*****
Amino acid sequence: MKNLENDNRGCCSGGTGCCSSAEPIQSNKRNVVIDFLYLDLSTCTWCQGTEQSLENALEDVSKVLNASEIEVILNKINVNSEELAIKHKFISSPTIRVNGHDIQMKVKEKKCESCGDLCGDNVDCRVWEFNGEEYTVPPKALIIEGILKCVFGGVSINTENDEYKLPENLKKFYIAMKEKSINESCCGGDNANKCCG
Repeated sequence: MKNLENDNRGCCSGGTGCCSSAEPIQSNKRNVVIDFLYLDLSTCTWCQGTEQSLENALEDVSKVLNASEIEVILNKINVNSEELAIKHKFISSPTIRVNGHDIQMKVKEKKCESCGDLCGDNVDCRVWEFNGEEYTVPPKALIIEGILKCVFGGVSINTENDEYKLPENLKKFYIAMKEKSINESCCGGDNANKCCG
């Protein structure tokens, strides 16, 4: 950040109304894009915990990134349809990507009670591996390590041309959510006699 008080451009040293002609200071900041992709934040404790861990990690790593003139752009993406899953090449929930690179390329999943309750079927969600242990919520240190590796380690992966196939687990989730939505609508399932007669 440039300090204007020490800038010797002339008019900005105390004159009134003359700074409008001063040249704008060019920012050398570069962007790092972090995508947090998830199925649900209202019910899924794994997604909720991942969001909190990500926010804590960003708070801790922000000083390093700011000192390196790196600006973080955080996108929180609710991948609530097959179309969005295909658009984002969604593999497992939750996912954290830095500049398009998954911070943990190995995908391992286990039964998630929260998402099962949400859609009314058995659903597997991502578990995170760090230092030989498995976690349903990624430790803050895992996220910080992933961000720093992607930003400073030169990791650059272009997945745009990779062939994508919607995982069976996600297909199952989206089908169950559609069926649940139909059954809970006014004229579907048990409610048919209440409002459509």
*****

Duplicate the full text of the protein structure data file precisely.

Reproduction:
Amino acid sequence: MKNLENDNRGCCSGGTGCCSSAEPIQSNKRNVVIDFLYLDLSTCTWCQGTEQSLENALEDVSKVLNASEIEVILNKINVNSEELAIKHKFISSPTIRVNGHDIQMKVKEKKCESCGDLCGDNVDCRVWEFNGEEYTVPPKALIIEGILKCVFGGVSINTENDEYKLPENLKKFYIAMKEKSINESCCGGDNANKCCG
Repeated sequence: MKNLENDNRGCCSGGTGCCSSAEPIQSNKRNVVIDFLYLDLSTCTWCQGTEQSLENALEDVSKVLNASEIEVILNKINVNSEELAIKHKFISSPTIRVNGHDIQMKVKEKKCESCGDLCGDNVDCRVWEFNGEEYTVPPKALIIEGILKCVFGGVSINTENDEYKLPENLKKFYIAMKEKSINESCCGGDNANKCCG
């Protein structure tokens, strides 16, 4: 950040109304894009915990990134349809990507009670591996390590041309959510006699 008080451009040293002609200071900041992709934040404790861990990690790593003139752009993406899953090449929930690179390329999943309750079927969600242990919520240190590796380690992966196939687990989730939505609508399932007669 440039300090204007020490800038010797002339008019900005105390004159009134003359700074409008001063040249704008060019920012050398570069962007790092972090995508947090998830199925649900209202019910899924794994997604909720991942969001909190990500926010804590960003708070801790922000000083390093700011000192390196790196600006973080955080996108929180609710991948609530097959179309969005295909658009984002969604593999497992939750996912954290830095500049398009998954911070943990190995995908391992286990039964998630929260998402099962949400859609009314058995659903597997991502578990995170760090230092030989498995976690349903990624430790803050895992996220910080992933961000720093992607930003400073030169990791650059272009997945745009990779062939994508919607995982069976996600297909199952989206089908169950559609069926649940139909059954809970006014004229579907048990409610048919209440409002459509």